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Détails sur le produit

  • Broché: 992 pages
  • Editeur : John Wiley & Sons; Édition : 8th Edition (13 février 2009)
  • Langue : Anglais
  • ISBN-10: 0470233990
  • ISBN-13: 978-0470233993
  • Dimensions du produit: 18 x 3,4 x 25 cm
  • Moyenne des commentaires client : 5.0 étoiles sur 5  Voir tous les commentaires (1 commentaire client)
  • Classement des meilleures ventes d'Amazon: 177.344 en Livres anglais et étrangers (Voir les 100 premiers en Livres anglais et étrangers)
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Couverture | Copyright | Table des matières | Extrait | Index | Quatrième de couverture
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Par peyo sur 22 février 2010
Format: Relié
Il s'agit reellement de **LA** reference sur le sujet.
Mise en page tres agreable, utilisation de couleurs pour les mot-cles, tres complet, anglais relativement simple a comprendre (meme si anglais technique).

Bref, si vous voulez tout savoir sur les OS dans le detail, c'est bel et bien le livre qu'il vous faut.
La version reliee est un reel plus (un livre de cette qualite, de pres de 1000 (mille) pages, en version brochee serait un sacrilege et de la betise car il ne se conserverait pas...).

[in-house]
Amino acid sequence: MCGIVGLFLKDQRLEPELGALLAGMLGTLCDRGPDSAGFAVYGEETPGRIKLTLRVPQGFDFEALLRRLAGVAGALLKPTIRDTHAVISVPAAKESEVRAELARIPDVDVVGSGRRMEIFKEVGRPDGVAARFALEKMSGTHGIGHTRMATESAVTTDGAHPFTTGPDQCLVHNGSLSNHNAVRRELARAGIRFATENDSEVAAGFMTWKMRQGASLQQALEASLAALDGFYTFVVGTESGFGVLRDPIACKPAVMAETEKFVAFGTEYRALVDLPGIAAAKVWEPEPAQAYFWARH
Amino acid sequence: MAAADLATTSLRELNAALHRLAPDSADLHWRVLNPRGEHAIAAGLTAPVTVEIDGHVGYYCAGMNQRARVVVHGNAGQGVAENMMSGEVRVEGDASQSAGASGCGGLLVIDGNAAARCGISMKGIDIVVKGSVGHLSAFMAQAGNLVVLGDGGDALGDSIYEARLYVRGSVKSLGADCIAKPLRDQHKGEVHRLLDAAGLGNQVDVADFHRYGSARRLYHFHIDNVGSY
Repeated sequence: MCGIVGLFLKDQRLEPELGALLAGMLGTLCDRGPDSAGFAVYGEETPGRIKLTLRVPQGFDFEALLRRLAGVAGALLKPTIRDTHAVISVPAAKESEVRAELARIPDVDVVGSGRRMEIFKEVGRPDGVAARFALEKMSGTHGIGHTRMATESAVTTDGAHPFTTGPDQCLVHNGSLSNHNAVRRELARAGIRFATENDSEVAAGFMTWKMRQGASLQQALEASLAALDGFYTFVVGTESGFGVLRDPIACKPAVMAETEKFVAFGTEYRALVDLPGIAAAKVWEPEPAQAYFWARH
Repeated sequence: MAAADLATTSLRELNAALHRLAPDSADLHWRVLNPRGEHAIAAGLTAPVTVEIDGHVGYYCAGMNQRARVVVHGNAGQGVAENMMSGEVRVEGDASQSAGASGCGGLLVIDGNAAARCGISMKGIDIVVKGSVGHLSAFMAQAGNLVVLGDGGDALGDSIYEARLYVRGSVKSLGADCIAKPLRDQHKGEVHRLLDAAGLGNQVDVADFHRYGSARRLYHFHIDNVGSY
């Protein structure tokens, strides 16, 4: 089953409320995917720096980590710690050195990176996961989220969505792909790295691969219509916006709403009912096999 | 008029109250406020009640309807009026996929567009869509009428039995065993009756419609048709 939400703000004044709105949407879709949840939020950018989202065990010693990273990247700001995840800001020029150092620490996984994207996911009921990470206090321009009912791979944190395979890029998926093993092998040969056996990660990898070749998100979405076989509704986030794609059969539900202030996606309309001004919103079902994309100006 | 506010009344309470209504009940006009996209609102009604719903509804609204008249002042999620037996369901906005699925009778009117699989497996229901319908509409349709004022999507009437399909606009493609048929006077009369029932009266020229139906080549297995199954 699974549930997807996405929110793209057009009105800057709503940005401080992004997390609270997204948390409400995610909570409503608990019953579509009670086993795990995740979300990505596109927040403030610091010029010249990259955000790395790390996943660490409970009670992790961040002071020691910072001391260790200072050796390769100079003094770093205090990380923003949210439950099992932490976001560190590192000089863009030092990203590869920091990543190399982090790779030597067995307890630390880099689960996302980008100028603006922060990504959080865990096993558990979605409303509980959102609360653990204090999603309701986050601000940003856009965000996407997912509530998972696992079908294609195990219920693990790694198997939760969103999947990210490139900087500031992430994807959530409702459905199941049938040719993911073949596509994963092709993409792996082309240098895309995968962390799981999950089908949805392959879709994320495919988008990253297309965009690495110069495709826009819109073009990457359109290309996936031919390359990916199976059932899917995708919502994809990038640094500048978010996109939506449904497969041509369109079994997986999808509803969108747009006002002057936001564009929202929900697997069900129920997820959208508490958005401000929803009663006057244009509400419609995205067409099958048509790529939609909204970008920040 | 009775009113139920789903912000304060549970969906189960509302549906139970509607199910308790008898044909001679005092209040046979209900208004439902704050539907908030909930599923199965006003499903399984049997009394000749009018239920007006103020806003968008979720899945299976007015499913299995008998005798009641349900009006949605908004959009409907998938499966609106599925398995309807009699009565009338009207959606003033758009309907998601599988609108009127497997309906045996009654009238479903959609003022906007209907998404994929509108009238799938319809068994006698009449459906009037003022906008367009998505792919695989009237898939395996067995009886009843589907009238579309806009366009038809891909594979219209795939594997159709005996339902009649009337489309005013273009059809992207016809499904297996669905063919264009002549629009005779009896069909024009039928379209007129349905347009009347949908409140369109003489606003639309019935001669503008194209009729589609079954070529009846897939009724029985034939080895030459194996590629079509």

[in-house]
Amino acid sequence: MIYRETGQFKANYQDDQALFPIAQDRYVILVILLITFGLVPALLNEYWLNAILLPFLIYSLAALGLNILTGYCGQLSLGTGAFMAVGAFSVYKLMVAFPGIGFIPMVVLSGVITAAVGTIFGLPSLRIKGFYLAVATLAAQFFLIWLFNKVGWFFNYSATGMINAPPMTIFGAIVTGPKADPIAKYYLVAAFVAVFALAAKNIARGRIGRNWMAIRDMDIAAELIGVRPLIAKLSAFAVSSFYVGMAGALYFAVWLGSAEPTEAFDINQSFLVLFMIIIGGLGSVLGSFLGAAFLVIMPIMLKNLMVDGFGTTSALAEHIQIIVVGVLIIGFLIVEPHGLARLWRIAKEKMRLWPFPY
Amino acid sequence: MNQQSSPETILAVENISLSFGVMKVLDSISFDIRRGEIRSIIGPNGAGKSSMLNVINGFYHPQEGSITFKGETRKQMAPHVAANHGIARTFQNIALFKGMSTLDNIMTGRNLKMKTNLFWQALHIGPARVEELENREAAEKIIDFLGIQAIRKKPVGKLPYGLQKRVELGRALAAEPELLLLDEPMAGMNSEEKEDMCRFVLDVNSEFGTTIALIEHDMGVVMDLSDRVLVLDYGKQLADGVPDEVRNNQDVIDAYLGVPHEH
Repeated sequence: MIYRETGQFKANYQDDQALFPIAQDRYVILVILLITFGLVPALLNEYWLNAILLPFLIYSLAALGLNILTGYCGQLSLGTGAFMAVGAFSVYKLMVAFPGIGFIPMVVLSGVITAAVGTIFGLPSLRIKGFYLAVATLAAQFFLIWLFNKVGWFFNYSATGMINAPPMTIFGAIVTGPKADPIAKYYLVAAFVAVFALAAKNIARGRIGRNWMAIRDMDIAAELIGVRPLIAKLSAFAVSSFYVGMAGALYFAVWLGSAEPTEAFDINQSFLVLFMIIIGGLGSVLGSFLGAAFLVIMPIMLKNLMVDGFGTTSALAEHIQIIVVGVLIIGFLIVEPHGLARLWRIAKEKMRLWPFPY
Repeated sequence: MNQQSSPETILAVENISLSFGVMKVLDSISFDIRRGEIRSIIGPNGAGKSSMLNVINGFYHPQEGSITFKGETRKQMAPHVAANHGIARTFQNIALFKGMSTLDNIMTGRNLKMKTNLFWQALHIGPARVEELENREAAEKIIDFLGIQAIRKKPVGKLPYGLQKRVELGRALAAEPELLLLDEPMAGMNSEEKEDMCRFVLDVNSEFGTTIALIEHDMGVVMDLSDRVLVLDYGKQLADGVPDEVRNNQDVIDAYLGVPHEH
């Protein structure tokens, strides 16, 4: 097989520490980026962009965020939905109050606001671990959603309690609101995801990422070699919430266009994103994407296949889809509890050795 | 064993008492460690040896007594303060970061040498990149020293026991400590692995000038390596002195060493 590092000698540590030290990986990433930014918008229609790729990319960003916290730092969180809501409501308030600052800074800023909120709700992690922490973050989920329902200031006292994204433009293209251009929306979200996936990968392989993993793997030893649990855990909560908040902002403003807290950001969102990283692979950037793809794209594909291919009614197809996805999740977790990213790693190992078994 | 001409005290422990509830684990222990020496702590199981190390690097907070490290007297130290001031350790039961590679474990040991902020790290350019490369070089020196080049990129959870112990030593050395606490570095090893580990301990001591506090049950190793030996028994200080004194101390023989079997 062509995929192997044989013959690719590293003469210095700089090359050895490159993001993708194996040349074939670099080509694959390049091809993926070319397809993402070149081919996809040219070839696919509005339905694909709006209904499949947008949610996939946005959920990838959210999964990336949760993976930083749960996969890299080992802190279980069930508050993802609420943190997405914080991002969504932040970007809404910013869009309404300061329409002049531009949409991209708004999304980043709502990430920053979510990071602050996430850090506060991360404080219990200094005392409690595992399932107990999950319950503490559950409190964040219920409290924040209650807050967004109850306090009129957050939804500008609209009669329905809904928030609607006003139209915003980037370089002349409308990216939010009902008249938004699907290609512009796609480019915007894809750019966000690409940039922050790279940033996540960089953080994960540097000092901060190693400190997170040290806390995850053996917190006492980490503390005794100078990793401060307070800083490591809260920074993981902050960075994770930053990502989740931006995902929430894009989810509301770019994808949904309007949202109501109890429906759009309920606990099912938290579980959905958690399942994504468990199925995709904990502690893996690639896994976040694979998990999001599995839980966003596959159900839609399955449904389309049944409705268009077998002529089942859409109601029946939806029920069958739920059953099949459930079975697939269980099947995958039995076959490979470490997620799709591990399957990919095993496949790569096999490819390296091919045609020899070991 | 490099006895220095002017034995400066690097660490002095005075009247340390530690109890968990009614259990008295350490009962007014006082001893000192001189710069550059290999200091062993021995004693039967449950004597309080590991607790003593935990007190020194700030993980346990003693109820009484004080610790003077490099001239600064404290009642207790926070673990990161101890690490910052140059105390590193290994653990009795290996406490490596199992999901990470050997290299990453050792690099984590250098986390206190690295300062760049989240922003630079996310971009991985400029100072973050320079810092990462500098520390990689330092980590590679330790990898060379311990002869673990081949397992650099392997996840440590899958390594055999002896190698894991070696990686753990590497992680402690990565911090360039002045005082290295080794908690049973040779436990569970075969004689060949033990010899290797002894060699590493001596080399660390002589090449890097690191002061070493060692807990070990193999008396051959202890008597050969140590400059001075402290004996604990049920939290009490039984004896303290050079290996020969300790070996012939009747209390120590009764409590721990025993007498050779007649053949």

Un investissement (quoique plus tellement aujourd'hui, le prix ayant bien baisse) qui vaut le coup et qui est tres interessant vu que tout (ou presque) y est vu.
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33 internautes sur 38 ont trouvé ce commentaire utile 
A sound introductory text 27 avril 2010
Par wiredweird - Publié sur
Format: Relié
This provides a solid introduction to the basics of operating system (OS) internals. After an introductory section, this covers the major subsystems in an orderly progression: processes, memory, storage, protection, distributed systems, and special purpose systems. Although I might quibble with some of the ordering, (e.g., virtual memory vis a vis process management), this gives a firm foundation for anyone teaching introductory OS internals. As an aside, instructors should also be aware of the additional support they'll find at the book's web site.

I have no real objections to this book, but find that some of its emphasis won't suit all readers. For example, 99% of all processors don't run Windows or Linux. Instead, they run your DVD player, car air bags, microwave, digital watch, and just about everything else with a power cord or battery. Engineering students headed for embedded system development will need supplementary material. Also, like every other undergrad text I know, this underplays the critical importance of standards in everything from APIs and file system structures to network protocols and safe coding guideline.